Some years ago, I wrote about what a “well-stocked cube” should look like, in a cube I no longer occupy, based on an idealized perception of Corporate America. Today, I occupy my most-recent cube, writing an addendum on that initial essay. My older writing style is different – wordier, and less substantial – but I’ve held onto the thought long enough that I should at least get it published so it’s no longer in my drafts folder.
“OK-lure, when in this console window and connected to this server, simply type in this, this, this switch and… are you paying attention?”
The nervous computer repair technician broke her rhythm of looking up at the screen, looking down to write the esoteric command in her notepad, to look over at the more seasoned computer repair technician, Nils.
“Forget it. I’ll do it. I’ll paste console notes into the ticket when I close it.”
The small apartment had only one functionless piece of decoration: a gaudy customer service award hanging from a nail that had long been painted into the infrastructure in a prominent spot in the living room. “Employee of the Month: Jane Lanyard, IT.” She couldn’t miss reading and re-reading it as she spoke on the phone with one of the few recruiters that might occasionally reach out. “We know transportation has been an issue for you…”
The freshly-graduated technology student went to bed early in anticipation of her first day working at Eville Medical, a dream job for her, yet the excitement kept her from falling asleep as easily as normal as she thought about who she might meet, befriend, and what new adventures might unfold. Vast pastel vistas unfolded into a picnicking hillside with puppies, imaginary animals, and her beloved– Her alarm clock went off. Time to go to work!
“Since we’re stuck in traffic, what else is on your mind?”
The two furniture movers sat in traffic that moved ever so slightly then stopped suddenly every few minutes, with the driver, Andrius, keeping an even pace with leg muscles refined through years of playing football. Jane, meanwhile, had been glancing through a technical book before they got on their impassioned previous employers topic.
“Why do you think bosses act like that? Rude, passive-aggressive bit-“
“What a passive-aggressive punk!”
“I hate when people act like that!”
The windows were rolled down in the muggy cabin of the Sneaker Transport moving truck, letting in an ambient traffic rhythm for the two furniture movers to listen to as they complained about past jobs. Andrius, a former minor-league athlete nicknamed “43” after his jersey number, drove while Jane, a former computer repair “Doctor” as they called her, reclined.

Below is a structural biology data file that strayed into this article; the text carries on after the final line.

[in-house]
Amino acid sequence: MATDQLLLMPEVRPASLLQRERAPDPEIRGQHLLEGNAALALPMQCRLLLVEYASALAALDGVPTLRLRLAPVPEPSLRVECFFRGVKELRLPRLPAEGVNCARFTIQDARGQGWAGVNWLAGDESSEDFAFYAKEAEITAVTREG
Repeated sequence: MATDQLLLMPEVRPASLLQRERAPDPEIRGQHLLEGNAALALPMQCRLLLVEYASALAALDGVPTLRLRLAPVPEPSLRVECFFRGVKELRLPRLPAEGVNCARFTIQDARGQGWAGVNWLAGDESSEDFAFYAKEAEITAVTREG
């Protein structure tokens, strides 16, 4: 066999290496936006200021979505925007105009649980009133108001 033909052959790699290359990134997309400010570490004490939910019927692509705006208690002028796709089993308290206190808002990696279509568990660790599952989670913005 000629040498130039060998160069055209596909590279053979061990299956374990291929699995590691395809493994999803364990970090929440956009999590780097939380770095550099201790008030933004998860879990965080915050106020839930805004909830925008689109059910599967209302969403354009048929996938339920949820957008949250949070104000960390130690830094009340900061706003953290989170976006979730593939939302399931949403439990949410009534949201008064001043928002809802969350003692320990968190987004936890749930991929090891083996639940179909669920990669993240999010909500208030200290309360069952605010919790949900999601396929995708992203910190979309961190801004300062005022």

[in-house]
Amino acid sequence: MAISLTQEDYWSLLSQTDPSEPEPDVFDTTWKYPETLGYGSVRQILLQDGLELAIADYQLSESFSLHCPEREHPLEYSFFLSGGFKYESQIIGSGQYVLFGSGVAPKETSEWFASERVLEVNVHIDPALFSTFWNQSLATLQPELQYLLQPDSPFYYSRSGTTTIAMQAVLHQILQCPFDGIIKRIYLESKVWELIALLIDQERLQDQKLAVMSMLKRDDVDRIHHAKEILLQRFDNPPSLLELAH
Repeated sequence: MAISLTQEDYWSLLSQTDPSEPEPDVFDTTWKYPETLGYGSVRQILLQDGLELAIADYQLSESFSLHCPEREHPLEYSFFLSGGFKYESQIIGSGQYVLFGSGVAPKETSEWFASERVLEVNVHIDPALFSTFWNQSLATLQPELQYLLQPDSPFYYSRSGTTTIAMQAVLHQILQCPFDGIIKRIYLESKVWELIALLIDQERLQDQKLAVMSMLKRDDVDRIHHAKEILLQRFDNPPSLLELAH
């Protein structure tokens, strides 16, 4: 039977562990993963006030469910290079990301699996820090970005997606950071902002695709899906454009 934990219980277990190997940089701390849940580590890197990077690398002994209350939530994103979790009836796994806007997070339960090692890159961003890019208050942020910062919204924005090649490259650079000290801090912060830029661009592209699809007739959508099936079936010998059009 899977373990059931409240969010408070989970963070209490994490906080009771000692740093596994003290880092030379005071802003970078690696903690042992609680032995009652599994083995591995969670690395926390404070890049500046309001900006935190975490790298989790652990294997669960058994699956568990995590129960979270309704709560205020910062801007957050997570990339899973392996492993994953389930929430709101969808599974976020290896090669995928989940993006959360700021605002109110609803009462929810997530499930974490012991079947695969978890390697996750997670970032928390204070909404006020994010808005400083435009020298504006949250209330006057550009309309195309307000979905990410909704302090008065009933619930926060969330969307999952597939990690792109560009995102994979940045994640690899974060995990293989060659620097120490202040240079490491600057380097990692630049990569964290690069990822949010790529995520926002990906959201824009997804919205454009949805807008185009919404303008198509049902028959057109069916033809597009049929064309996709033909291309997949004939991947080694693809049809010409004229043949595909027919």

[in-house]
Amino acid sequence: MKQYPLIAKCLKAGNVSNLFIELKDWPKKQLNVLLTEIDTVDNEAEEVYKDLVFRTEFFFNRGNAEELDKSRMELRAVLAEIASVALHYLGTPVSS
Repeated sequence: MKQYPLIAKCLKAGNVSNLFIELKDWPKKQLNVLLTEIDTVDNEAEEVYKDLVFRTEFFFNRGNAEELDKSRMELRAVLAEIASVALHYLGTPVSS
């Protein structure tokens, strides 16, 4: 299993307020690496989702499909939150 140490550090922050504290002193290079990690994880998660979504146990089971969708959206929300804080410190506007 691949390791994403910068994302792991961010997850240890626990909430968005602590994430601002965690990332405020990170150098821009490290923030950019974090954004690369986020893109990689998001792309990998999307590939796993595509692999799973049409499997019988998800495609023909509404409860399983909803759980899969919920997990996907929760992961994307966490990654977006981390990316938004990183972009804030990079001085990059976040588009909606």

“Woah… that’s it!”
“Lemme tell ya…”
Why do we become addicted to our work? Why do we allow our work and employers to entrench themselves so deeply into our psyches that when we’re in the shower, we give effort to our work, we complain about work to family, and we work when we sleep? Does it fill that void otherwise filled with insecurities and self-loathing? Do we yearn for the stability that comes with employment and the fruits of our labor?
My bull-headed dash through 501 essays has taught me to eschew listless energy. I’m focused on what directly or indirectly helps my mission of becoming a professional writer. When times are bad, escape into nuances that might push along the mission. When times are good, go full-bore! The more practice, the less insecurity I’ve felt over trivialities, enabling “this” to become a natural part of my life. Writing is as subconscious for me as eating breakfast.
My big goal is writing “The Story.” The flash-bang idea started in high school and just will not go away. I could do as many might: try, fail, and shelve the idea as a quaint notion. I can’t do that! I am only stopped by my writing ability, which I know cannot yet do justice to “The Story.” Here are 5 points I refined in my process while writing “Covered in Artificialities” that might help you!
“Do you have 50 cents you could spare this afternoon?” “Yeah, sure… You hanging in there alright?” I gave him all my change, 8 cents, and one dollar more. “Thank you. Yeah, I am.” The man wearing a dirty hoodie in the dry heat walked off, looking disbelieved over money. Life in “The Story” isn’t easier than our own. John (left) had periods of teenage homelessness before being “adopted” into Trishna’s (right) life. Can we adopt everyone?